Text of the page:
In most fish, the esophagus is extremely short, primarily due to the length of the pharynx (which is associated with the gills). However, some fish, including lampreys, chimaeras, and lungfish, have no true stomach, so that the esophagus effectively runs from the pharynx directly to the intestine, and is therefore somewhat longer.
In tetrapods, the pharynx is much shorter, and the esophagus correspondingly longer, than in fish. In amphibians, sharks and rays, the esophageal epithelium is ciliated, helping to wash food along, in addition to the action of muscular peristalsis. In the majority of vertebrates, the esophagus is simply a connecting tube, but in birds, it is extended towards the lower end to form a crop for storing food before it enters the true stomach.
A structure with the same name is often found in invertebrates, including molluscs and arthropods, connecting the oral cavity with the stomach.
H&E stain of biopsy of normal esophagus showing the stratified squamous cell epithelium
Layers of the esophagus.
Accessory digestive system.
Organs of the digestive tract.
Section of the neck at about the level of the sixth cervical vertebra.
Transverse section of thorax, showing relations of pulmonary artery.
Sagittal section of nose mouth, pharynx, and larynx.
The position and relation of the esophagus in the cervical region and in the posterior mediastinum. Seen from behind. |
Section of the human esophagus. Moderately magnified.
Microscopic shot of a cross section of human gastroesophageal junction wall.
Micrograph of herpes esophagitis. H&E stain.
Ultrasound image of the fetal esophagus at 19 weeks of pregnancy.
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Stomach cancer, or gastric cancer, refers to cancer arising from any part of the stomach. Stomach cancer causes about 800,000 deaths worldwide per year. Prognosis is poor (5-year survival <5 to 15%) because most patients present with advanced disease.
Stomach cancer is often either asymptomatic (producing no noticeable symptoms) or it may cause only nonspecific symptoms (symptoms which are not specific to just stomach cancer, but also to other related or unrelated disorders) in its early stages. By the time symptoms occur, the cancer has often reached an advanced stage (see below) and may have also metastasized (spread to other, perhaps distant, parts of the body), which is one of the main reasons for its relatively poor prognosis.][ Stomach cancer can cause the following signs and symptoms:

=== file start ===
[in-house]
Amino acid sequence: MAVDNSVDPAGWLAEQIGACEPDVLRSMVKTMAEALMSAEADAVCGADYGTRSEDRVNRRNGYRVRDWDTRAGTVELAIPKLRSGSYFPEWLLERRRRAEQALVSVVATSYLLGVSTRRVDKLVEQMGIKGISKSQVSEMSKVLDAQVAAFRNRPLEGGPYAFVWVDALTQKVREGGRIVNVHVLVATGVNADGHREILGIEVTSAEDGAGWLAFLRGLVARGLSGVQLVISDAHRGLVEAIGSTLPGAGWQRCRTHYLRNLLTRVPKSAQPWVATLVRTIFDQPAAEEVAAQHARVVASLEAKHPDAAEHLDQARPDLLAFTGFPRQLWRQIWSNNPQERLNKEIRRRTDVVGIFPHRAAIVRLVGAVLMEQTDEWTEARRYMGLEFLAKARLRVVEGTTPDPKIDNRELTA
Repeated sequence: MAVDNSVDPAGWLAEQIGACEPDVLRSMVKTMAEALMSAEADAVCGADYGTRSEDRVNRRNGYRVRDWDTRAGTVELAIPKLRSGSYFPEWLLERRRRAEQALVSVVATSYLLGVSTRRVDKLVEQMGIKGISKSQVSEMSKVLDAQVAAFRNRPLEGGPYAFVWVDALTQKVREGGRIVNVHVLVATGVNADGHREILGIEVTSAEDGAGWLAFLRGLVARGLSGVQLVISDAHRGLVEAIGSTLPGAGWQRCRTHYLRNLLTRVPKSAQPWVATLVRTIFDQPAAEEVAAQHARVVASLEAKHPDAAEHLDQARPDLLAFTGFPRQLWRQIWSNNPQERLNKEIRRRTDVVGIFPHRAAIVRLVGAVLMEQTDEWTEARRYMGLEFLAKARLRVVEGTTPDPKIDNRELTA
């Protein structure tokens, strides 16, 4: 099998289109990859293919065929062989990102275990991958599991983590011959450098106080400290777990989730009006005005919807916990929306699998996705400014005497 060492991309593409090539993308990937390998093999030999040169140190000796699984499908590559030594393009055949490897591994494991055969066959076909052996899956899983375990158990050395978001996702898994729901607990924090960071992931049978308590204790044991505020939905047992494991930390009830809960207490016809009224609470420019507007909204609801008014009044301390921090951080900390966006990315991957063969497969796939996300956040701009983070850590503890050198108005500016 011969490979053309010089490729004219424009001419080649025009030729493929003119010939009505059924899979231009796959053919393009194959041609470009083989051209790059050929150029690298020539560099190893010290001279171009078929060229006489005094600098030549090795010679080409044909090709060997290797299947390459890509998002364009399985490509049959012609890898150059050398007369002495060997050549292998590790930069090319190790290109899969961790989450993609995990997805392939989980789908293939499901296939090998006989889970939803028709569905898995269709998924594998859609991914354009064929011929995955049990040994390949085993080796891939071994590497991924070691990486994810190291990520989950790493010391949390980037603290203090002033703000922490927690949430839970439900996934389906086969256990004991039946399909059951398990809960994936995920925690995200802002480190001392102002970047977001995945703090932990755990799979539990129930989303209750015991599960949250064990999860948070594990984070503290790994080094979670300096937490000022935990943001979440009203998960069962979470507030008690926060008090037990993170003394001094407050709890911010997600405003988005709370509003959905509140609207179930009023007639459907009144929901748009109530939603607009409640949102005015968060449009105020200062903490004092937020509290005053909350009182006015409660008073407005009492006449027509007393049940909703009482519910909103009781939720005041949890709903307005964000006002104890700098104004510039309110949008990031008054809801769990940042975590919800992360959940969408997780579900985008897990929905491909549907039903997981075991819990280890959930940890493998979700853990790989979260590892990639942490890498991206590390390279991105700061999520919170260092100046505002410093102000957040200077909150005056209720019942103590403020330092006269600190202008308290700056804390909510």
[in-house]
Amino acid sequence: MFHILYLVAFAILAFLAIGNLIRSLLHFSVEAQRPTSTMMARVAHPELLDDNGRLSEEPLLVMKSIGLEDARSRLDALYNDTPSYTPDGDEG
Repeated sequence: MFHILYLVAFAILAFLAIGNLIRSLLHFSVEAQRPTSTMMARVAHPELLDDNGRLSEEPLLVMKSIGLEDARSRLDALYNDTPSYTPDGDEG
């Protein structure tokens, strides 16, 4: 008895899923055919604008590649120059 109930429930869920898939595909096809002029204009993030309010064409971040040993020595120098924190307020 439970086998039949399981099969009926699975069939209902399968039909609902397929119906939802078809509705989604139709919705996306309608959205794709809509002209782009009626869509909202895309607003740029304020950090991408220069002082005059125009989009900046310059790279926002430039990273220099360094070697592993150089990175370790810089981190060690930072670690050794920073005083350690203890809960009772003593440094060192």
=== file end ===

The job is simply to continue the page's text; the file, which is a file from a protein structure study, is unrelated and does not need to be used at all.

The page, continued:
Note that these can be symptoms of other problems such as a stomach virus, gastric ulcer or tropical sprue.
Most stomach cancer is caused by Helicobacter pylori infection. Dietary factors are not proven causes, but some foods, such as smoked foods, salted fish and meat, and pickled vegetables are associated with a higher risk. Nitrates and nitrites in cured meats can be converted by certain bacteria, including H. pylori, into compounds that have been found to cause stomach cancer in animals. On the other hand, the American Cancer Society recommends eating fresh fruits and vegetables that contain antioxidant vitamins, such as A and C, and says that they lower the risk of stomach cancer, and a Mediterranean diet is associated with lower rates of stomach cancer.
Smoking increases the risk of developing gastric cancer significantly, from 40% increased risk for current smokers to 82% increase for heavy smokers. Gastric cancers due to smoking mostly occur in the upper part of the stomach near the esophagus Some studies show increased risk with alcohol consumption as well.
Other factors associated with increased risk are autoimmune atrophic gastritis, pernicious anemia, Menetrier's disease (hyperplastic, hypersecretory gastropathy), intestinal metaplasia, and genetic factors.
H. pylori is the main risk factor in 65–80% of gastric cancers, but in only 2% of such infections. The mechanism by which H. pylori induces stomach cancer potentially involves chronic inflammation, or the action of H. pylori virulence factors such as CagA. Approximately ten percent of cases show a genetic component. Some studies indicate that bracken consumption and spores are correlated with incidence of stomach cancer, though causality has yet to be established.
Gastric cancer shows a male predominance in its incidence as up to three males are affected for every female. Estrogen may protect women against the development of this cancer form. A very small percentage of diffuse-type gastric cancers (see Histopathology below) are thought to be genetic. Hereditary diffuse gastric cancer (HDGC) has recently been identified and research is ongoing. However, genetic testing and treatment options are already available for families at risk.
The International Cancer Genome Consortium is leading efforts to map stomach cancer's complete genome.][
To find the cause of symptoms, the doctor asks about the patient's medical history, does a physical exam, and may order laboratory studies. The patient may also have one or all of the following exams:
Abnormal tissue seen in a gastroscope examination will be biopsied by the surgeon or gastroenterologist. This tissue is then sent to a pathologist for histological examination under a microscope to check for the presence of cancerous cells. A biopsy, with subsequent histological analysis, is the only sure way to confirm the presence of cancer cells.